Reddy was found guilty of felony murder, i.e., murder in the second degree by reason of causing, during an attempted robbery, the death of a person other than a participant in the attempted robbery. See N.Y. Penal Law Sec. 125.25 (McKinney 1987). He was sentenced to an indeterminate prison term of 18 years to life.
On appeal to the Appellate Division, Reddy argued, inter alia, (1) that the evidence was insufficient to prove that he had formed the specific intent to rob Enau, and that the State thus had failed to establish the felony of attempted robbery, which underlay and was essential to Reddy's conviction of felony murder; (2) that his statement to the ADA should have been suppressed because it had been obtained pursuant to an illegal arrest; and (3) that statements made by Christenson should not have been admitted in a trial to which he was a party. His conviction was affirmed without opinion, People v. Reddy, 79 A.D.2d 1116, 436 N.Y.S.2d 791 (1st Dep't 1981), and leave to appeal to the New York Court of Appeals was denied, 53 N.Y.2d 946, 440 N.Y.S.2d 1045, 423 N.E.2d 412 (1981).
B. The Decision Below
In November 1984, Reddy petitioned pro se in the district court for a writ of habeas corpus pursuant to 28 U.S.C. Sec. 2254 (1982), alleging that his statement to the ADA had been obtained pursuant to an illegal arrest, and that the evidence of intent to rob Enau was insufficient to sustain his conviction. The magistrate to whom the petition was referred recommended that the claim of unlawful arrest be rejected on the ground that a Fourth Amendment claim litigated in state court may not be the basis for federal habeas relief, see Cardwell v. Taylor, 461 U.S. 571, 573, 103 S.Ct. 2015, 2016, 76 L.Ed.2d 333 (1983) (per curiam); Stone v. Powell, 428 U.S. 465, 494, 96 S.Ct. 3037, 3052, 49 L.Ed.2d 1067 (1976), but recommended that the petition be conditionally granted on the ground of insufficiency of the evidence.
After a de novo review, the district court concluded that the evidence was insufficient to support Reddy's conviction. Noting that in order to prove felony murder in the course of an attempted robbery, "[t]he prosecution had to prove beyond a reasonable doubt that, inter alia, petitioner had the specific intent to rob Mr. Enau, the murder victim," Order dated May 1, 1987, at 1, the court found the evidence insufficient to establish that intent:
Although petitioner was undoubtedly aiding the codefendant at that point, the two had been apart ever since abandonment of the plan to rob John, until petitioner saw his co-defendant at Mr. Enau's door; and the question was whether petitioner had, either singly or jointly with his co-defendant, formed the intent to rob Mr. Enau.
After viewing the evidence in the light most favorable to the prosecution, no rational trier of fact could have, upon the evidence adduced at trial, found beyond a reasonable doubt that petitioner had such an intent.
Id. at 2. Adopting the magistrate's recommendation, the court ordered the State to release Reddy unless within 90 days it began new trial proceedings against him.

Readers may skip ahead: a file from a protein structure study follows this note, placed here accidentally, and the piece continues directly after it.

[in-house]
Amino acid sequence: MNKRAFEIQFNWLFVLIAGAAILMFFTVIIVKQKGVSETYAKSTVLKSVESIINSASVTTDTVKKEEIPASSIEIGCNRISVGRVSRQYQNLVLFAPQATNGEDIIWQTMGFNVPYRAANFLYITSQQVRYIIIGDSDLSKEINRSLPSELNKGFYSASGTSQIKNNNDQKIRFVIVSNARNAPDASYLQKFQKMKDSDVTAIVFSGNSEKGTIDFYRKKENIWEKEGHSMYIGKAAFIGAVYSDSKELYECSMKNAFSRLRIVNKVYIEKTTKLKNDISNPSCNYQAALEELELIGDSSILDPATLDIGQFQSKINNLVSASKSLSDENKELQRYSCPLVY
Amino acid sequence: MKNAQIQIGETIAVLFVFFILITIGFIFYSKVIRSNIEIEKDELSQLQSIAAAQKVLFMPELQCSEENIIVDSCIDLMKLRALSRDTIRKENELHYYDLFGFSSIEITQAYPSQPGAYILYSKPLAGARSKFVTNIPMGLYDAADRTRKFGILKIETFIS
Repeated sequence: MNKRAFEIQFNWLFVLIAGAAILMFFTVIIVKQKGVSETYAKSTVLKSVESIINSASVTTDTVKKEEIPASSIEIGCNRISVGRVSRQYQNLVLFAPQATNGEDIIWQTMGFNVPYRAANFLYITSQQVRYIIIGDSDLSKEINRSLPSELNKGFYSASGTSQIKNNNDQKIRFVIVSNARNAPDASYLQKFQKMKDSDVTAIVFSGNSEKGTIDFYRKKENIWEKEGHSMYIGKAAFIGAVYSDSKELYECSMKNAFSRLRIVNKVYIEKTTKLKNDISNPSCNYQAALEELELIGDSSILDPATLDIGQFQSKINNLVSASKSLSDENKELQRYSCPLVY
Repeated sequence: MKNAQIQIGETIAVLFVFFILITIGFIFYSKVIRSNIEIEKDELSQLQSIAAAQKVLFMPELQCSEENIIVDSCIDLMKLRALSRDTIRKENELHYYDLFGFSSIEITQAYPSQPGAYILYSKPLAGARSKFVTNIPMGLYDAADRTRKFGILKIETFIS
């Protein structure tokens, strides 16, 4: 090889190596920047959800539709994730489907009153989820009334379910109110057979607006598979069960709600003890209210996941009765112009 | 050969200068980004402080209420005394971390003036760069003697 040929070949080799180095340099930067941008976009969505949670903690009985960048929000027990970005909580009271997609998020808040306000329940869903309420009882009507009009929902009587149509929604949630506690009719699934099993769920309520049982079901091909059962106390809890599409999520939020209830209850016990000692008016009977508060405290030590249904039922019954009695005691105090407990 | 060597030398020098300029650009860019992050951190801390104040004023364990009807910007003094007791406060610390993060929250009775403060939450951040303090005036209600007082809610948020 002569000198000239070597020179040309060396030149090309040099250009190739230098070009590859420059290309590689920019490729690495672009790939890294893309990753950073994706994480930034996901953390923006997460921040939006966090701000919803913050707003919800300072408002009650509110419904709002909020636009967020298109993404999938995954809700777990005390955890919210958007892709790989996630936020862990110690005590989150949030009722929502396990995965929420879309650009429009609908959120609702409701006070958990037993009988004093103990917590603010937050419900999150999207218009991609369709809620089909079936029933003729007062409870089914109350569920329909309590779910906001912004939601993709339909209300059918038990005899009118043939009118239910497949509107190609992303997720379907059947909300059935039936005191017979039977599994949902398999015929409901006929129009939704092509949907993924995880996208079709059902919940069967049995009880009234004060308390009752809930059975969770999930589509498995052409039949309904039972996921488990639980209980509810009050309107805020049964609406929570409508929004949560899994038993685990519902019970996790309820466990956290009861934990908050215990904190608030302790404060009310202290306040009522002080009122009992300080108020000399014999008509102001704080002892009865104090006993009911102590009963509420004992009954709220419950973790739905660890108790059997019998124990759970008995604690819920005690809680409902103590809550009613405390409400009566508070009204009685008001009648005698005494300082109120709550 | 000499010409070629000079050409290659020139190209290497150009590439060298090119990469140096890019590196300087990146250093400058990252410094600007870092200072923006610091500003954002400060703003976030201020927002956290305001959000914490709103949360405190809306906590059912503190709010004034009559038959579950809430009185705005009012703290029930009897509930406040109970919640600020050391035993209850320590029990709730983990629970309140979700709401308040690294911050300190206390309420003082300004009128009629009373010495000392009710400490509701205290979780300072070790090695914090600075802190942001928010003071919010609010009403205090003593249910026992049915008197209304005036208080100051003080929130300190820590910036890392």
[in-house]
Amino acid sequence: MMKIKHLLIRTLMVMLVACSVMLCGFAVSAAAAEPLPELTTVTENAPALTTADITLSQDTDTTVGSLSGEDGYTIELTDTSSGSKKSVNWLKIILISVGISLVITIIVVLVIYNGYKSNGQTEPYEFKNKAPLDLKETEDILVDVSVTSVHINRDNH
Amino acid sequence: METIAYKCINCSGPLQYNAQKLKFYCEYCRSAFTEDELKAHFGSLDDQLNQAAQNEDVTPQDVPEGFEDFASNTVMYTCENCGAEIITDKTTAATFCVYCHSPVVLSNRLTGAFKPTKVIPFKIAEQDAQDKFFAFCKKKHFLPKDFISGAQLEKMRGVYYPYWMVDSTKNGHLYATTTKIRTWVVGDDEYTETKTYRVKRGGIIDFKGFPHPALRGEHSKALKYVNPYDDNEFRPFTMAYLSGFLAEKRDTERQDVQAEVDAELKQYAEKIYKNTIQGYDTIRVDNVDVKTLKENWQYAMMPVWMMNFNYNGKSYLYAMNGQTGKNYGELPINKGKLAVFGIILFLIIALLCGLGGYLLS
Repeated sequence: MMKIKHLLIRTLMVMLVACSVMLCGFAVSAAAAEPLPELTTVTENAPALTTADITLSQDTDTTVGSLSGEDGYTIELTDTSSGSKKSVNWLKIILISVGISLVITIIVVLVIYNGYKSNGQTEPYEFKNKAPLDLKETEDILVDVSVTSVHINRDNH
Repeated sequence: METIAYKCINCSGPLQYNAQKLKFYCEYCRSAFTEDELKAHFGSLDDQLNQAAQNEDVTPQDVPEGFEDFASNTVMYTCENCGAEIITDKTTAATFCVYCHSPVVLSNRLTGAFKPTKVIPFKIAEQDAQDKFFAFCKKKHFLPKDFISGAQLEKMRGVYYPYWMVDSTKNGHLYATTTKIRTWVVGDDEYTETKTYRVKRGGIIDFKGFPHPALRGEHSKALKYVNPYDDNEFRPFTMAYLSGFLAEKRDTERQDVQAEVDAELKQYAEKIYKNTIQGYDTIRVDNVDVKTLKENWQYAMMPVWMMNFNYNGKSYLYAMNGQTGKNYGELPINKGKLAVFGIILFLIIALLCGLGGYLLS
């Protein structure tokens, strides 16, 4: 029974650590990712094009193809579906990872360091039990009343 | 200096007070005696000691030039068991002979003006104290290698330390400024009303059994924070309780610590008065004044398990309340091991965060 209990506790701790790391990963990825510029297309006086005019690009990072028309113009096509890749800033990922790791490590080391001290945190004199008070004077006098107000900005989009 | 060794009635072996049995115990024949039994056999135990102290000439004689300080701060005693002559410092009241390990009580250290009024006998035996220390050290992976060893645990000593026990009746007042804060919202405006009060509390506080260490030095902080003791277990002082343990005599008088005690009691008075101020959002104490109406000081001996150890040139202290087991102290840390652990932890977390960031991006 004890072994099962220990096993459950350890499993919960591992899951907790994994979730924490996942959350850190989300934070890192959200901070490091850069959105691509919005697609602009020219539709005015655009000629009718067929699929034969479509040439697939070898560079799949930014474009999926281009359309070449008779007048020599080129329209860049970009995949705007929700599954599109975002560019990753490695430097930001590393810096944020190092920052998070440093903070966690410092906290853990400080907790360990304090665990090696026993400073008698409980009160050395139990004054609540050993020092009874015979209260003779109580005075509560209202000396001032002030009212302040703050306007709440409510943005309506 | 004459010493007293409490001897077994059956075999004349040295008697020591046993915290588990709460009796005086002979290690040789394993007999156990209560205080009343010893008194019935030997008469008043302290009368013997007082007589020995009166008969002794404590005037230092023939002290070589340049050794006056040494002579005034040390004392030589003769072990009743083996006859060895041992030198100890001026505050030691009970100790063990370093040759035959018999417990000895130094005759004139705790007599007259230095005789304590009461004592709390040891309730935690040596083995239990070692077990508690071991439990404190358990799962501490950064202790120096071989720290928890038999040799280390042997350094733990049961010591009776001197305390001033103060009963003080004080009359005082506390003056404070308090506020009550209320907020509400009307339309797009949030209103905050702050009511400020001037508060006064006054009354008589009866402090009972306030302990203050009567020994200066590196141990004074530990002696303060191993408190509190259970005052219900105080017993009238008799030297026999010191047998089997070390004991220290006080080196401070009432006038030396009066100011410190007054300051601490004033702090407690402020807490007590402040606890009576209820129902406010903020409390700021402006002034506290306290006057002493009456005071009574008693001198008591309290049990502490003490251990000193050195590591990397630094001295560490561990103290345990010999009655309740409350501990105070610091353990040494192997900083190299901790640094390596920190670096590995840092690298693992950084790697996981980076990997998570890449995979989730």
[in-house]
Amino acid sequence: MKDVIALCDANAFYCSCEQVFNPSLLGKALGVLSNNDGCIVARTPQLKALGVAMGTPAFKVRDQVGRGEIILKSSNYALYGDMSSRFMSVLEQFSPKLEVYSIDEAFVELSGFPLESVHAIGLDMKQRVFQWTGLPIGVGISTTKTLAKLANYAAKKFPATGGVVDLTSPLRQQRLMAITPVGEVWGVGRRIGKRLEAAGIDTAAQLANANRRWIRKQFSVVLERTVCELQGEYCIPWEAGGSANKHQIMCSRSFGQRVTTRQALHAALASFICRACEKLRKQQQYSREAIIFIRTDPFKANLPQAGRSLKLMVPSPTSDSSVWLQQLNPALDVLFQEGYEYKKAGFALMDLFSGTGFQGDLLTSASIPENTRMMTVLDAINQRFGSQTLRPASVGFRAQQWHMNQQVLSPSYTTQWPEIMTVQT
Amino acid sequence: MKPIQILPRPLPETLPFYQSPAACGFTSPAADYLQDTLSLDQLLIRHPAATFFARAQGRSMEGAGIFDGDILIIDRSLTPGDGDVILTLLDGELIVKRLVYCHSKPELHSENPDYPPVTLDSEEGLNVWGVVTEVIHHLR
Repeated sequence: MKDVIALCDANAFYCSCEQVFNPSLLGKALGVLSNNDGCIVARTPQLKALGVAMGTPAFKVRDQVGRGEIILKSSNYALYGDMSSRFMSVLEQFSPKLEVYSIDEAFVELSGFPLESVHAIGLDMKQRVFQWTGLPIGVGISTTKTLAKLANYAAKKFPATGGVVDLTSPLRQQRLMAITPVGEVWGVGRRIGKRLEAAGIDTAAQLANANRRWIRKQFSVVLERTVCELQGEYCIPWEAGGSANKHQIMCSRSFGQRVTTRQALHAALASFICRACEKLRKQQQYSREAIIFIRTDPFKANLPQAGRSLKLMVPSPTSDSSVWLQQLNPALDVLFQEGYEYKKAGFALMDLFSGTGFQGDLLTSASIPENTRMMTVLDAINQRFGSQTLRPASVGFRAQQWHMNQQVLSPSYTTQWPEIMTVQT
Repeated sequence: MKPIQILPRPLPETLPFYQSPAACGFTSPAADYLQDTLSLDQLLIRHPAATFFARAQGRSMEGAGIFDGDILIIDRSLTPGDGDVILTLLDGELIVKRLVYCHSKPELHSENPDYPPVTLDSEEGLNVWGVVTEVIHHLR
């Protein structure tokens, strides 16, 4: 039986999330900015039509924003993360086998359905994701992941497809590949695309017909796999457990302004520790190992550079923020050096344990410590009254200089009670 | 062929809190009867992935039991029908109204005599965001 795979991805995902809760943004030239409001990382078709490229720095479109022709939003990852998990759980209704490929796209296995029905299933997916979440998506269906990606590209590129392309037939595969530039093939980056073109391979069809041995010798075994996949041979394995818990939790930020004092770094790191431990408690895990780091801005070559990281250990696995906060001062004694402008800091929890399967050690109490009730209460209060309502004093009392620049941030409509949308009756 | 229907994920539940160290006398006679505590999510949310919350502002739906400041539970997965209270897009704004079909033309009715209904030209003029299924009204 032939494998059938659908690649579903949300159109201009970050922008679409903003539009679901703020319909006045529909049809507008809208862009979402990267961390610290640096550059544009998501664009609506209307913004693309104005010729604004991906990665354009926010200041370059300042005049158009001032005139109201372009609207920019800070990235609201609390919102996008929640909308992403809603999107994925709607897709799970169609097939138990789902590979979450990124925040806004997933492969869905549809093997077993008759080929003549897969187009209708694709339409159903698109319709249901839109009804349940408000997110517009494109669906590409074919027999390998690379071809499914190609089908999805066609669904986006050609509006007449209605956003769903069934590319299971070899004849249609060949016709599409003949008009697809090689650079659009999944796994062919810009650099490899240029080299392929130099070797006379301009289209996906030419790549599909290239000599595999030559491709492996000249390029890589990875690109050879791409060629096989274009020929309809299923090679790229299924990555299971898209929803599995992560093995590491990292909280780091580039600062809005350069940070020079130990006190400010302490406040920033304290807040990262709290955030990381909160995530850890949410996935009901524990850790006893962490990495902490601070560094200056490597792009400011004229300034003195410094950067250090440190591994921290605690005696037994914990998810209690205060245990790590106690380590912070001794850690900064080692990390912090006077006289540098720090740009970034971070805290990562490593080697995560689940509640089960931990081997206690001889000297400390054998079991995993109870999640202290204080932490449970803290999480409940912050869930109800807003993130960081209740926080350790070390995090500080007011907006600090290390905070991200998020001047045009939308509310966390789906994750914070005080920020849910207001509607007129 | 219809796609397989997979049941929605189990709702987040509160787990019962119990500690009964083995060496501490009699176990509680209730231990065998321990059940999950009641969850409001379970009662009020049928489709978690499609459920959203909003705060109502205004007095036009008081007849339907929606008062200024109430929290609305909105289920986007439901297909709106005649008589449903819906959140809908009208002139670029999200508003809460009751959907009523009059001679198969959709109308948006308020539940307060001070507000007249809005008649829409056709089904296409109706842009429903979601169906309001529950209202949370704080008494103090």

This appeal by the State followed. Though the normal relief upon a finding of insufficient evidence to convict is the dismissal of the indictment, and Reddy, now represented by appointed counsel, urges this Court to grant that relief, Reddy did not cross-appeal.
On appeal, the State contends that the evidence at trial was sufficient to permit the inference that Reddy had formed an intent to rob Enau and to establish, therefore, that the killing of Enau was felony murder. We agree, and for the reasons below, we remand for further proceedings.
A. The Sufficiency of the Evidence
New York's felony-murder statute provides, in pertinent part, that "[a] person is guilty of murder in the second degree when: ... [a]cting either alone or with one or more other persons, he commits or attempts to commit robbery ..., and, in the course of and in furtherance of such crime or of immediate flight therefrom, he, or another participant, if there be any, causes the death of a person other than one of the participants...." N.Y. Penal Law Sec. 125.25. In assessing Reddy's claim that the State's evidence was insufficient to establish the crime of attempted robbery because there was no evidence of an intent to rob Enau, a federal habeas court is required to consider the trial evidence in the light most favorable to the State, upholding the conviction if "any rational trier of fact" could have concluded beyond a reasonable doubt that Reddy had the required intent. Jackson v. Virginia, 443 U.S. 307, 319, 99 S.Ct. 2781, 2789, 61 L.Ed.2d 560 (1979) (emphasis in original). This means that we must credit every inference that could have been drawn in the State's favor, see United States v. Bagaric, 706 F.2d 42, 64 (2d Cir.), cert. denied, 464 U.S. 840, 104 S.Ct. 133, 78 L.Ed.2d 128 (1983); United States v. Taylor, 464 F.2d 240, 244-45 (2d Cir.1972), whether the evidence being reviewed is direct or circumstantial, see Glasser v. United States, 315 U.S. 60, 80, 62 S.Ct. 457, 469, 86 L.Ed. 680 (1942).